What is a landing page? A landing page (lead capture, destination, post-click, or static page) is a single conversion-driven page that online marketers attempt to drive traffic to by using search engines, advertisements, social media, and/or email marketing campaigns.
Marketers use landing pages to encourage a “lead” to perform an action whether that may be a subscription to a newsletter, a sale, a free trial, or even a social media follow.
They’re different from regular web pages because they usually only have a single goal (often a CTA or call-to-action).
We’ll dive deeper into the who, what, when, where, why, how, etc.
- What is a Landing Page?
- Homepage vs Landing Page
- Different Types of Landing Pages
- Driving Traffic to Your Landing Pages
Let’s get started.
What is a landing page?
To start off our dive into answering the question, here’s a video from Unbounce that helps explain what exactly a landing page is.
Fun Fact: Like the video mentioned, Unbounce does have a library of 100+ templates you can try out for free. It also just happens to be the #1 best landing page builder on the market for SaaS, marketers, and ecommerce.
Video summary: A landing page is a single page (you can certainly have more) that focuses on getting a visitor to take a specific action.
This might help:
“Landing on a landing page is sort of like going to your local grocery store with a mom-approved shopping list in your hand.
Landing on a general web page or homepage is like stopping by a random Walmart next to the highway on your way home from work – because why not.”
Wise words from your favorite teen entrepreneur, Ricky Wang, 2021
We’ll discuss this more in the next section.
The overall point is that optimizing landing pages is crucial for your marketing campaigns.
Studies have shown that companies using over 40 landing pages for lead generation end up with 120% more conversions than those with 1 to 5 landing pages.
Fun fact: A conversion rate is the number of visitors that take action (sign up, purchase, etc.) divided by the number of visitors that visit your landing page.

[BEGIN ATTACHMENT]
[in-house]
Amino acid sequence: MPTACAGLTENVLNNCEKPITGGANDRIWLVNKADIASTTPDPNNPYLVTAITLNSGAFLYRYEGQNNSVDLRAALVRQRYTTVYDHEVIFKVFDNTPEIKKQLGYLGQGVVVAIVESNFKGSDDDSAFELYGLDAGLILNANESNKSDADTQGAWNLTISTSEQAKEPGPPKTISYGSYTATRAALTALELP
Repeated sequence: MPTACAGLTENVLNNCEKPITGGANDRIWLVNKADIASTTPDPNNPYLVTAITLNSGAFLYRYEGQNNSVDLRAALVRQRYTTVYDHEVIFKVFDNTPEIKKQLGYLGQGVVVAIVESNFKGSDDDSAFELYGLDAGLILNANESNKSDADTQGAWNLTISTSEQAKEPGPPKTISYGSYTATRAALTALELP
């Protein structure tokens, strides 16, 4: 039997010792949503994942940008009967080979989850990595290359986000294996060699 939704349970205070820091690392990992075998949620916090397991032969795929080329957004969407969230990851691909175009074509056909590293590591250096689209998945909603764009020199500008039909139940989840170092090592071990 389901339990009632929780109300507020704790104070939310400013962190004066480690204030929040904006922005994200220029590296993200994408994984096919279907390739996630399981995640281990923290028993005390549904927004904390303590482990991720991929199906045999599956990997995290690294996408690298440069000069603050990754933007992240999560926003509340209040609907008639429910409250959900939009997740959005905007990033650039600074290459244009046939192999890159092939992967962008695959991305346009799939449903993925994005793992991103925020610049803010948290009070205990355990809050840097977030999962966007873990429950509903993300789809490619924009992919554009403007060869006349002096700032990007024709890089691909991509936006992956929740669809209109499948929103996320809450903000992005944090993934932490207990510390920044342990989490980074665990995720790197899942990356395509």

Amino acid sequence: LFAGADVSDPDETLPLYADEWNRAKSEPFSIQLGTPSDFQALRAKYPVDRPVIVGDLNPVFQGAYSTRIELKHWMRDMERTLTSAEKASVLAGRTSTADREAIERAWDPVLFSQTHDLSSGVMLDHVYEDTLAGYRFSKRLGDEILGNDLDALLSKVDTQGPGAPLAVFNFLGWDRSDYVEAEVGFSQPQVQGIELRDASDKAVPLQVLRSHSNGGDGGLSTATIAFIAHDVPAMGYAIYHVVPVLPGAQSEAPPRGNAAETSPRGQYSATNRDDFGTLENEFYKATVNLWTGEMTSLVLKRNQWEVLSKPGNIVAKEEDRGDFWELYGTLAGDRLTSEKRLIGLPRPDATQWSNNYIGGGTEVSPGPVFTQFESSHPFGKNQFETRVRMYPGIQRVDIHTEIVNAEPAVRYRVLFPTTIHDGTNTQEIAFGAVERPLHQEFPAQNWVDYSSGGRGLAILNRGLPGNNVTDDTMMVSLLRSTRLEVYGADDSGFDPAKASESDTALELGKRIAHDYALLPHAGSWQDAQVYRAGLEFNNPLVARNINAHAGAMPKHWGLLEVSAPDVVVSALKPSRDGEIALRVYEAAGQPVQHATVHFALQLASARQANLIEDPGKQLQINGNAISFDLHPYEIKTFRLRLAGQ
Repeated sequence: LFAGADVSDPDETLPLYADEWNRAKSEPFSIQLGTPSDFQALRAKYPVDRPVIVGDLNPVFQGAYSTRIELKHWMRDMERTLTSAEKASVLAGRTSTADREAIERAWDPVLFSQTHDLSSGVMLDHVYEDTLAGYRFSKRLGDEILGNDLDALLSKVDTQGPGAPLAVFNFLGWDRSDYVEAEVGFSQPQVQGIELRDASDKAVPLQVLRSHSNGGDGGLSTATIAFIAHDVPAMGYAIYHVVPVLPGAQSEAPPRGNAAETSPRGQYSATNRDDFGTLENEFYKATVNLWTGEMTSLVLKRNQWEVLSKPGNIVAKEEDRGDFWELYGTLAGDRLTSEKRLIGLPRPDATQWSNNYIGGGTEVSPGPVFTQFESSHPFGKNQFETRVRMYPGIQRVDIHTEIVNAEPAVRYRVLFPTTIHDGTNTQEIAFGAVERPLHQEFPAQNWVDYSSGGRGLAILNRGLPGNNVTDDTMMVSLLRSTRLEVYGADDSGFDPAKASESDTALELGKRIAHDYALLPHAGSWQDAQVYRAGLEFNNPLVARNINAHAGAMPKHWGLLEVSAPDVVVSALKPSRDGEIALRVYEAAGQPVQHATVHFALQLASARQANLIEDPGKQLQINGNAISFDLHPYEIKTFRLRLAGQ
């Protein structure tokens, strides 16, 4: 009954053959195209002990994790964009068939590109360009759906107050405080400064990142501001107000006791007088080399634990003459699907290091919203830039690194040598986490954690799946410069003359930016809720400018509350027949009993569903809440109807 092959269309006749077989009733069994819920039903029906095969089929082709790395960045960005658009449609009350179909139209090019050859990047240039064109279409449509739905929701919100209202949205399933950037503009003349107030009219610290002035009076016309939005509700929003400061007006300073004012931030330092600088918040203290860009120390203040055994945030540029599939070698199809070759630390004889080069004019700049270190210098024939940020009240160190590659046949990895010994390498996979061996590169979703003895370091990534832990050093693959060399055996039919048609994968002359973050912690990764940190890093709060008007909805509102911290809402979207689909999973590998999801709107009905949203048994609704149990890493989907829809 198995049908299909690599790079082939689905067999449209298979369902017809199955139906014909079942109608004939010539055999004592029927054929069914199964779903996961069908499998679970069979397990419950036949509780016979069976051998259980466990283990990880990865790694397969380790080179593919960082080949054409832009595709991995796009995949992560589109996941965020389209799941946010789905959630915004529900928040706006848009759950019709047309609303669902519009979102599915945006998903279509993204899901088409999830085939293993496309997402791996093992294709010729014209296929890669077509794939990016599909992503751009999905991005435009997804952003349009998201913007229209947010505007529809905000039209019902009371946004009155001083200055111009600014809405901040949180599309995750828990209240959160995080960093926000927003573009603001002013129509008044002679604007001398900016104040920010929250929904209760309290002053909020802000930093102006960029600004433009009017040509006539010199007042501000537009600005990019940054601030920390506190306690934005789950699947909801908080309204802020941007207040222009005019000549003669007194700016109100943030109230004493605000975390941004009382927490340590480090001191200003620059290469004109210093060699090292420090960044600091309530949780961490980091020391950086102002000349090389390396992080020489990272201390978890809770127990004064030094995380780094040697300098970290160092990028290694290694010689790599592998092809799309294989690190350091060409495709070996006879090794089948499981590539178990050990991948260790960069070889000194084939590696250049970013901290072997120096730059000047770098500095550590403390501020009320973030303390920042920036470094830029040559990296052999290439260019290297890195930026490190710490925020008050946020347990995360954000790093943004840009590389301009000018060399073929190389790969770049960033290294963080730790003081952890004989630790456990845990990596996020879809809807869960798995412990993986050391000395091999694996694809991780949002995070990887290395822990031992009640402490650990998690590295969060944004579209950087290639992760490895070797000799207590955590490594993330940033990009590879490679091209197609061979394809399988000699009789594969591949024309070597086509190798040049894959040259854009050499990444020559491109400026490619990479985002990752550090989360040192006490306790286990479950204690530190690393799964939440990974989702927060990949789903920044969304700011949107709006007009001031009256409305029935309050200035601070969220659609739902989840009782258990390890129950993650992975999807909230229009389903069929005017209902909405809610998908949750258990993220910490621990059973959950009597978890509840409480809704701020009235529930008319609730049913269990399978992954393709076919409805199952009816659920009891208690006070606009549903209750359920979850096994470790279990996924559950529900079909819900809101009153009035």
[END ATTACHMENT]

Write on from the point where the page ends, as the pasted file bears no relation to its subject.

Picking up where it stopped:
This certainly doesn’t mean “the more, the merrier” all the time, but there is a clear correlation between the number of lead pages and new leads in both B2B and B2C companies.
But why do landing pages work so well compared to other pages? Are they really more cost effective? We’ll cover that in the next section.
Alternatively, if you’re ready to start building your landing pages, get started with Leadpages for $27/month (save $120 on your first year) with my link below.
Homepage vs Landing Page
So what’s the difference between these two types of pages (and what makes landing pages more effective)?
The glaring difference is that home pages tend to be optimized for navigation (sometimes even for funneling potential leads to landing pages).
This means there’s usually a plethora of links, distractions, images, and whatnot that doesn’t really help visitors click the “Buy Now” button. But there certainly are exceptions!
That said, homepages have more goals while landing pages have less, but landing page goals are hardcore.
The first thing we should take note of is the number of options for navigation. Since you never know what every single visitor wants, you’ve got to optimize for every possible action.
Some visitors might be looking for a newsletter signup, some may want to learn about your service, some may be looking for your pricing plans, some may be looking for customer support… you get it.
The problem? You can’t make everyone happy; that’s where landing pages come in.
Check this out.
The first thing you should notice is that navigational links are virtually non-existent.
Post-click landing pages are meant to “force” the visitor to click a button or leave.
Since they landed on your lead capture page, that visitor must have come from a promotional link or campaign, proving they showed some extent of interest.
The moment your landing page loads, it’s up to how attractive and straight-forward the design and copy is to decide whether the visitor becomes a lead 🎉 – or a bounce 💀.
To help you create attractive landing pages, here are a few awesome landing page design examples you can copy.
Different Types of Landing Pages
There are quite a few types depending on your business’s goals, but two of the main types of landing pages are Lead Generation Pages and Click-through Landing Pages.
What’s the Difference?
Lead Generation Landing Pages
These types of landing pages are also known as “lead capture/gen pages” since they’re used to grab “leads” or customer information and data.
Lead gen pages are often used to reel in potential customers by funneling them down after the signup instead of direct conversions like click-through landing pages.
Pro tip: Offer a free ebook or webinar access in exchange for your leads’ email address, phone, name, and/or other contact info.
Ecommerce brands tend to use lead capture pages to grab potential buyers through featured limited time deals and free shipping (that’s a big one).
Click-through Landing Pages
Click-through pages are geared to immediately grab customers and sales. This means they, more often than not, only have one simple button (with a CTA) to click.
While the button’s text may differ (e.g. get started, try for free, start your free trial), the message remains the same: give us your money.
These pages are usually the best performing landing pages for ecommerce stores and SaaS marketers the most since they deal with online purchases, sales, and subscriptions.
Driving Traffic to Your Landing Pages
Here are some ways to garner traffic for your landing pages. After all, what is a landing page without traffic?
1. Paid Search Traffic
All of the biggest search engines (Google, Bing, Yahoo, etc.) all include ad results on the SERPs (Search Engine Results Pages) when a user inserts a query.